Randy Reid: Property maintenance, repairs and expenses in the … – Waco Tribune-Herald

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Strange how few details landlords and tenants recall from their lease agreements. Outside of payment amounts and end dates, the rest grows hazy over time. Beware: There is peril for the forgetful. Your signature carries significant responsibilities. A valid lease agreement has the muscular force of law behind it. It is the first arbiter of disagreements. And you are bound to that dotted line, hazy or not.
Misunderstandings between the landlord and tenant can arise anywhere. No area is more susceptible to error than those involving maintenance and repairs. These items are not in fine print or located in obscure, sneaky locations at the back of the lease agreement. Maintenance and repair language is in conspicuous locations in almost all commercial leases. If you missed that part, it’s your fault.
Take the the Texas Realtors Commercial Lease, Form TXR-2101. The form has a list of 21 specified maintenance and repair items. You can add more items as needed. Responsibilities lie in the checked boxes. These items are negotiable, but the final agreement’s lucidity condemns the responsible checkbook. You may be unaware of potential financial exposure when things begin to break.
Triple net charges are especially baffling. These expenses do remind one of charges for additional luggage at the airport. Property taxes, property insurance and common area maintenance, known as CAM, are the titular three.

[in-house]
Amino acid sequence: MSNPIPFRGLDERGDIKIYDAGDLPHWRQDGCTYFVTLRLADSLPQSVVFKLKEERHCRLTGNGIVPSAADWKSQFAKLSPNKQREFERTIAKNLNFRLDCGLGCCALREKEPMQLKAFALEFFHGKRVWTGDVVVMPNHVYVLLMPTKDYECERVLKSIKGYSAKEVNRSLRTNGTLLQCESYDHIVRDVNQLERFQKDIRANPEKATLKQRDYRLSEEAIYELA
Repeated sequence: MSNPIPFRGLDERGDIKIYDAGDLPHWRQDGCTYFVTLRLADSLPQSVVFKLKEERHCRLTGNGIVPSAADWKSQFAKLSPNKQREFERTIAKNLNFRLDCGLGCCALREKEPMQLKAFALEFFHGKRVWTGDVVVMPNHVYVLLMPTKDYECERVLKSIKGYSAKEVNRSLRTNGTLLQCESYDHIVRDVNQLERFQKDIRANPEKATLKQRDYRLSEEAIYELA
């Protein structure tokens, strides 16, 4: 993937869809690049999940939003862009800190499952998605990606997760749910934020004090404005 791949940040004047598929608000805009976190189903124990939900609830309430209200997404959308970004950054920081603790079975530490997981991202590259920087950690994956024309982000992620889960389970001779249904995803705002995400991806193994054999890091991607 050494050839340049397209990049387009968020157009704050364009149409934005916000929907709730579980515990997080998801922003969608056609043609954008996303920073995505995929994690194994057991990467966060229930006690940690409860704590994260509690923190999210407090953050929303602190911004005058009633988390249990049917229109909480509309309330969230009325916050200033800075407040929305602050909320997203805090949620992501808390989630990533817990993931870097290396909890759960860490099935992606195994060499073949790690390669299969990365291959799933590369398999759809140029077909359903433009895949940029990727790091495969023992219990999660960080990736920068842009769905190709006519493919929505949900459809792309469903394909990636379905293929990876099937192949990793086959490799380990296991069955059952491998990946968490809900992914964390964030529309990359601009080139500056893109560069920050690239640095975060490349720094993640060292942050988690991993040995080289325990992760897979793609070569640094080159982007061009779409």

CAM can mean many things. It implies a common area shared with others and assumes a multi-tenant property. The term is a misnomer if a single tenant leases a property. In that case, a more accurate term may be external maintenance. This may include big ticket items like roof replacement and parking lot repairs. Smaller expenses could be landscaping, electricity for parking lot lights and property management. Whatever items the list contains, you ought to know who is responsible.

To determine property taxes, multiply the property assessed value by the tax rate. The total tax rate is the sum of revenue-seeking taxing entities like cities, counties and schools. Somebody must pay them. You might get away with some deferred maintenance, but you don’t defer tax payments. It is a significant expense and had better be accounted for.
Insurance costs are mostly devoid of controversy.
In gross leases, the landlord pays the property taxes. There may also be a gross lease with a base year adjustment. The tenant pays for increases in taxes over the base year, usually the year the lease executed. In triple net leases, the tenants pay the property taxes. The taxes are often paid in monthly installments. The landlord escrows and then pays to the taxing authority when due. Sometimes the tenant pays them all at once when they become due.
Tenants sometimes grouse that property taxes should be the landlord’s expense. For some oddball reason, they have the notion that property taxes are the operating expense of ownership. That is not necessarily so. If the landlord pays the property taxes, his base rent will likely be higher. He’ll absorb the extra expense. Property taxes are no different than any other operating expense. But who pays what and when is important.
Repairs, maintenance and triple net operating expenses are permanent fixtures to improved real estate. They always exist. Clear the haze. Read your leases. And most of all, cover your assets.
Landlords are feeling the squeeze from workers coming back to the office. More from “Bloomberg Wealth with David Rubenstein.”
Randy Reid, co-founder of
Reid Peevey Commercial Real Estate, has nearly 40 years of property experience in Waco and dozens of Texas cities. He is a member of the Tribune-Herald Board of Contributors.
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